Originally drafted by the Arizona Diamondbacks back in 2015 out of Arizona State University, Ryan Burr made it to High-A Visalia earlier this summer before being traded to the Chicago White Sox in August for international bonus pool money. Spanning three teams before and after the trade this year (Low-A Kane County, Visalia, and High-A Winston-Salem), Burr had an extremely good year out of the bullpen, appearing in 45 games and finishing 2-2 with six saves and a 1.65 ERA. Over 65.1 innings pitched, the former Sun Devil allowed just 47 hits and 26 walks while striking out 88 batters (12.1 K/9). Over three minor league seasons across his career, the burly righty is now 7-4 with nine saves and a 1.84 ERA over 87 relief appearances. In that span, he has whiffed 157 hitters in 122.1 innings pitched (11.6 K/9).
To that end, Ryan Burr is pretty much the type of power reliever you’d expect: a hard fastball, a tight slider, and a no-nonsense tendency to challenge hitters late in close games. Listed at 6’4″ and 225 lbs., Burr weighs all of that and then some with broad shoulders, big sturdy legs, and a thick midsection. There’s no room there for ‘good’ physical growth, but some mechanical refinement may give him a bump in velocity even above his already mid-90s stuff. Below, we’ve got bullpen and game video of the relatively new Chicago White Sox prospect, as well as a full scouting report, tool grades, and some notes on his future projection.
Ryan Burr, Chicago White Sox — 2017 Scouting Report
Dates observed in 2017: July 21; July 23; August 9
Ryan Burr Scouting Report — 2017 Game Video
Ryan Burr Scouting Report — Notes & Analysis
Ryan Burr has one of the best fastballs I saw at the High-A level in 2017, thanks to not only his arm strength, but also some late pitch life that adds to his ability to miss bats and draw weak contact. Beyond that, though, there’s some work to do before he winds up a legitimate late-inning bullpen prospect, even considering his impressive 2017 numbers across two levels and three affiliates in two organizations. The Chicago White Sox did their homework to scout Burr and pull the trigger on the trade, and there’s a lot to like here, but they righty must improve his slider if he’s going to be expected to throw in high-leverage situations in the upper minors and, soon, the big leagues. Velocity will always draw notice, though, and so Ryan Burr is going to get his fair share of chances simply because he’s flirting with triple digits. Further minor mechanical refinements (avoiding glove-side fall-off after release, subtly tightening back-side arm swing, etc.) may help Burr bump up even a bit more on the radar gun, giving him an even higher ceiling.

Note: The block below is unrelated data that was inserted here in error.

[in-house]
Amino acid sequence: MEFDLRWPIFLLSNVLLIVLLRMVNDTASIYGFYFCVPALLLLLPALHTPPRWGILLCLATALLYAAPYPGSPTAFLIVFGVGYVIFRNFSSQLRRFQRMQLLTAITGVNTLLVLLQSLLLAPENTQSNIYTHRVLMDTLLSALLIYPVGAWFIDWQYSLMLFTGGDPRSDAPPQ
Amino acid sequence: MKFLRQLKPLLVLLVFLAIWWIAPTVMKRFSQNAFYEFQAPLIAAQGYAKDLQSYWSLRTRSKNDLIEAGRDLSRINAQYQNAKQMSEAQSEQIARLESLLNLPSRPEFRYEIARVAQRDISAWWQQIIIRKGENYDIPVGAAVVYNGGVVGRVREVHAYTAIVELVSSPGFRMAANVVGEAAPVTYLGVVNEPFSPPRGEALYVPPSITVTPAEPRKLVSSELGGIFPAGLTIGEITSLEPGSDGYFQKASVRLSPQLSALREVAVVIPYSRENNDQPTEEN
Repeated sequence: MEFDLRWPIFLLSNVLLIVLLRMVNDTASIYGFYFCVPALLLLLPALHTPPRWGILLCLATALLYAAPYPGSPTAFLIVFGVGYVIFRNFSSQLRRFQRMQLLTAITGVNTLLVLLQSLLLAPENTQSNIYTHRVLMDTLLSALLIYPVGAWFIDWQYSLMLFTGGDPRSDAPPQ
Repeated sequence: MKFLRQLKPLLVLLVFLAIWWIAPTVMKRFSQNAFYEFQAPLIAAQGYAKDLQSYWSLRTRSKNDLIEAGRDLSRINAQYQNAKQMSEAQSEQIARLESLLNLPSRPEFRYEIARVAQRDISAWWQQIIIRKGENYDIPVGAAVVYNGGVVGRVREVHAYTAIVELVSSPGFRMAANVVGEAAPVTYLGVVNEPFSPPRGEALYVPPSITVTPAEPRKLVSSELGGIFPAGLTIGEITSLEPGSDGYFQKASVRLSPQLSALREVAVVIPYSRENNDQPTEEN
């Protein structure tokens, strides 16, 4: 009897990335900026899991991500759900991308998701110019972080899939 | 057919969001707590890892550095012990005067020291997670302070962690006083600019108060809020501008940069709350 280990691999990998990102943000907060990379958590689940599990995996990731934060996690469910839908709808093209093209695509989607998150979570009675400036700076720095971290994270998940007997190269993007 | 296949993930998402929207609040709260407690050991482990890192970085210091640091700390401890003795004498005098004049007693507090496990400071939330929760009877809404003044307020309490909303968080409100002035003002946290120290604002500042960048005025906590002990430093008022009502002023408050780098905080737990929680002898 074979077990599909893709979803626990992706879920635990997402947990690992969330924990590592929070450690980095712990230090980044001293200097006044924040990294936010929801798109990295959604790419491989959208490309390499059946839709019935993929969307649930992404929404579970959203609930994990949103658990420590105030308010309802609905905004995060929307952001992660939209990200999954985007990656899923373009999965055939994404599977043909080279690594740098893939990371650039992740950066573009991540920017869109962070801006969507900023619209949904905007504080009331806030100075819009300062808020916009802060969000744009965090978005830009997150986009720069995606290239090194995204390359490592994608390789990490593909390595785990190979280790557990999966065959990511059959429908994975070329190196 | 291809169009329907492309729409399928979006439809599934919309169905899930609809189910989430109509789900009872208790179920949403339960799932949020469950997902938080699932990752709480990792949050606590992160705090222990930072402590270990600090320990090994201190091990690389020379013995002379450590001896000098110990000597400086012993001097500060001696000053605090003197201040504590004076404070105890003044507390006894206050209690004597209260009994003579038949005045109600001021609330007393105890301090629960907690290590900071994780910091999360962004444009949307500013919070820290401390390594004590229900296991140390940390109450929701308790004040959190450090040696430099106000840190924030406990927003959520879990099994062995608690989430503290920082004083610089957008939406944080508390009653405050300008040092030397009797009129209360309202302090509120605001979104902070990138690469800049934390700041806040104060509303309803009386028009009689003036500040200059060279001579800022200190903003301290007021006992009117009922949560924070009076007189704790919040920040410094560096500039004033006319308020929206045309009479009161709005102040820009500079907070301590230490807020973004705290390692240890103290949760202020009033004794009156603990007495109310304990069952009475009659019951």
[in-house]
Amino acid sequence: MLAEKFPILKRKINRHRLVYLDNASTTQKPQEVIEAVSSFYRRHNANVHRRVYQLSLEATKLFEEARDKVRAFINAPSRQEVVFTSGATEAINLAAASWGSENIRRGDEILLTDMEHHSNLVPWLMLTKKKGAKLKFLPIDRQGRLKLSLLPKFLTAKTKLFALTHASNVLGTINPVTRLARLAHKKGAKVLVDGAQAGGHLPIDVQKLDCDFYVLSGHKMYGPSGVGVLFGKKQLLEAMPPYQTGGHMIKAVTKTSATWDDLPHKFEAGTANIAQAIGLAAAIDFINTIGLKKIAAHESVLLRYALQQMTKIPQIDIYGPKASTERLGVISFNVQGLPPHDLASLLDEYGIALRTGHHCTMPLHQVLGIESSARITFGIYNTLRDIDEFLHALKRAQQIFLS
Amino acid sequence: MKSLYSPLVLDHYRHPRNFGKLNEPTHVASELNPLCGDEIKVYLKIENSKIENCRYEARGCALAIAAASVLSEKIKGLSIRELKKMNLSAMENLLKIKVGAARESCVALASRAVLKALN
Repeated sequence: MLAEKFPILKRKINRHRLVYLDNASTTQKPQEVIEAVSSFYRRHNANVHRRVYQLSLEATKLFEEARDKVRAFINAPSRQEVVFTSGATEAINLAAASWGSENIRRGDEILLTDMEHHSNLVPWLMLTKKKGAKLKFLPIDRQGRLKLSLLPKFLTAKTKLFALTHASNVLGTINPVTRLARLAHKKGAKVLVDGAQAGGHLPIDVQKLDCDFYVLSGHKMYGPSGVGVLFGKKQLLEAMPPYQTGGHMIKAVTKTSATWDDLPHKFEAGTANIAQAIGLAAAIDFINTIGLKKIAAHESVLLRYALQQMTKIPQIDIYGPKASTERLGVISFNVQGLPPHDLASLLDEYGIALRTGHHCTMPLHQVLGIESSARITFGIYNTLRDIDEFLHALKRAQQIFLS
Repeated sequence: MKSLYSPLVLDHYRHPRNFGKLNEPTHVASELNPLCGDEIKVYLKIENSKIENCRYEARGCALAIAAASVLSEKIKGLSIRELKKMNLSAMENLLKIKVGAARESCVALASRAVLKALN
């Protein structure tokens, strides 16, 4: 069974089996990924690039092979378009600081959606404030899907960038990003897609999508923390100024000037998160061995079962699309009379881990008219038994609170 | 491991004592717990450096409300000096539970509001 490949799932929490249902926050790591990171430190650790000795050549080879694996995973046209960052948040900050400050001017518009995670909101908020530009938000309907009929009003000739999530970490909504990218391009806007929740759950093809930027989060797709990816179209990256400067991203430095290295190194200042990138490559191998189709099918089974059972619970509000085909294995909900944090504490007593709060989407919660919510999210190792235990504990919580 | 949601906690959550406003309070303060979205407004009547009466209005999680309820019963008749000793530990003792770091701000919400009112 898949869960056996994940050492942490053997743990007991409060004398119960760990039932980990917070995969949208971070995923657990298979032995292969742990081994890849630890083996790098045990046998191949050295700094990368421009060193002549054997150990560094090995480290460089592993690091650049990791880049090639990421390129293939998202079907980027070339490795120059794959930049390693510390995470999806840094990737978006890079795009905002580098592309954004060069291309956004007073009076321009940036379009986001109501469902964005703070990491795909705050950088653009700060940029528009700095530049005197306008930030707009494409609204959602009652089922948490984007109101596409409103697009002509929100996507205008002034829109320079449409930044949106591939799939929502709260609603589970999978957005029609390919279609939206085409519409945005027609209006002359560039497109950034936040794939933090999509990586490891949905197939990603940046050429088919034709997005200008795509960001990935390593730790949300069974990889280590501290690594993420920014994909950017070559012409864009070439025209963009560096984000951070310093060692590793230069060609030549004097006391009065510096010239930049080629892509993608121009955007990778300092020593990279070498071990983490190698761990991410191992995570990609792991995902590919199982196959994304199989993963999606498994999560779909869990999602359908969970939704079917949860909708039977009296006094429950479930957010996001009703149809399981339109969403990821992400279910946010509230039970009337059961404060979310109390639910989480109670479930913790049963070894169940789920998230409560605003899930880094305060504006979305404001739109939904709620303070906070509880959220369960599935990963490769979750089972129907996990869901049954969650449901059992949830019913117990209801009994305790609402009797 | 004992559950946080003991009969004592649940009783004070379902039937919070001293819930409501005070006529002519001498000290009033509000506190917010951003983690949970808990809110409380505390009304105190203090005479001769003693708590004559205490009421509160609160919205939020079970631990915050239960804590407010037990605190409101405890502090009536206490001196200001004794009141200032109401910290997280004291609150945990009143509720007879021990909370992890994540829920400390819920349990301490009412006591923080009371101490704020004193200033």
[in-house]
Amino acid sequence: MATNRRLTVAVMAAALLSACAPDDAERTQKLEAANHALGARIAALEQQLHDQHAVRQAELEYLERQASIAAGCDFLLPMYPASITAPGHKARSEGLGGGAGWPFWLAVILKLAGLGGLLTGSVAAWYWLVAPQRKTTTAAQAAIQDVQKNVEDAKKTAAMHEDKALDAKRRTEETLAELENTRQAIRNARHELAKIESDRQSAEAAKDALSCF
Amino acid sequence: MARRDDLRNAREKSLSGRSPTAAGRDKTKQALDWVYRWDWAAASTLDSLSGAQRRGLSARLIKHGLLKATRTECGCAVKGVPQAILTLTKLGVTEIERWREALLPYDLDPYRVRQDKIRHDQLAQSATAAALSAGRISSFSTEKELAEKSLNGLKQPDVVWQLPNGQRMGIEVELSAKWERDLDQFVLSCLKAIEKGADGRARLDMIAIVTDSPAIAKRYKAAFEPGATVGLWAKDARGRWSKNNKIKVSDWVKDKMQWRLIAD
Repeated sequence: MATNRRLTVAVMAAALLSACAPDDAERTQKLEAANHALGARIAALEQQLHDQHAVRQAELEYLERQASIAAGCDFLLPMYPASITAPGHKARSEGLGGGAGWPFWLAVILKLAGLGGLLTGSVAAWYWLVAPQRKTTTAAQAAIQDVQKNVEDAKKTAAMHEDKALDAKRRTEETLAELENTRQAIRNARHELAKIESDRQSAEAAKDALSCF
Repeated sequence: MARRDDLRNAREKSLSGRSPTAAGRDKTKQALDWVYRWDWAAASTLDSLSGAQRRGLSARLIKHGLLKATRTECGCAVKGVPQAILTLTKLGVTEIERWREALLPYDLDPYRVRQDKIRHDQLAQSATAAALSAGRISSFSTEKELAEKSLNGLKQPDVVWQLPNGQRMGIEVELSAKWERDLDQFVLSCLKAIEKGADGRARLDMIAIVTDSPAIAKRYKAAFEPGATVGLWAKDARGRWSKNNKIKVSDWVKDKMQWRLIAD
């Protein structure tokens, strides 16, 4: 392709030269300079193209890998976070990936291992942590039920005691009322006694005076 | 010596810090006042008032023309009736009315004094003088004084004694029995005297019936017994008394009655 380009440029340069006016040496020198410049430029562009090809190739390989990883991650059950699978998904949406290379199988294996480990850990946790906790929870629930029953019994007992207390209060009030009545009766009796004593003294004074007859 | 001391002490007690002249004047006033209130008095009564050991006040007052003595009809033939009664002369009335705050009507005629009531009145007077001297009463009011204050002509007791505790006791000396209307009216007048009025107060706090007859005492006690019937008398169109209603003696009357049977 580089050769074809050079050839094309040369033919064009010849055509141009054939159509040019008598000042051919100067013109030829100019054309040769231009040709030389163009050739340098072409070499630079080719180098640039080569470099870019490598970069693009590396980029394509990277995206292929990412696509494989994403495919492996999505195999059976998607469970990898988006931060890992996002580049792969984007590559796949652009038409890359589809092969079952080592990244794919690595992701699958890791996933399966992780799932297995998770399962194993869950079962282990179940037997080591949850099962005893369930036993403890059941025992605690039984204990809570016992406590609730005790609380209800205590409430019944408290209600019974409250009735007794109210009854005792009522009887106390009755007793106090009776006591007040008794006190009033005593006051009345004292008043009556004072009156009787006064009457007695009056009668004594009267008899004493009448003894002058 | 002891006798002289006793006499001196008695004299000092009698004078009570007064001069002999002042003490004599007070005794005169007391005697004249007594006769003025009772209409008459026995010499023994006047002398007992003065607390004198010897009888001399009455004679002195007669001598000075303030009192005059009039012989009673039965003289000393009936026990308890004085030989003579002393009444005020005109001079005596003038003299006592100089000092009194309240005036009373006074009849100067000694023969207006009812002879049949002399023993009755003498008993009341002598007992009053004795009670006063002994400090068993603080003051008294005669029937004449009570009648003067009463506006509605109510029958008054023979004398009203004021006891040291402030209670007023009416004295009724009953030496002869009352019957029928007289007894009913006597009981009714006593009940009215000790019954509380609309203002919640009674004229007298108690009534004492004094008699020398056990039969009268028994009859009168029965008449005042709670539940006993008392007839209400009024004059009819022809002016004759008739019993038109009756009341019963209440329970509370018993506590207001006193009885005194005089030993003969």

Ryan Burr Scouting Report — Future Projection
Reports from his college days indicate Ryan Burr has long struggled with developing above-average off-speed stuff to match his impressive fastball. Assuming some truth there about his Arizona State days, then, his history suggests he may never quite develop the secondary stuff you’d hope for in an eight-inning set-up man. Even with a truly impressive fastball, that’ll hold Ryan Burr back some, and the Chicago White Sox may find him more apt for a seventh-inning type of role — still short-stint high-leverage, but short of the ceiling. Then again, the Pale Hose may well have made the trade for Burr specifically because they have an idea to improve his slider in a way that wasn’t being done at Arizona State or with the Diamondbacks. If that’s the case, then maybe the Chicago White Sox have fleeced a trade for a future closer-type. Until I see a markedly improved slider to that end, though, I’ll stick with projecting a future set-up man role for Ryan Burr.
Overall Future Potential (Future Value): High-leverage, short-stint (7th/8th inning) set-up man (50)
MLB ETA: 2019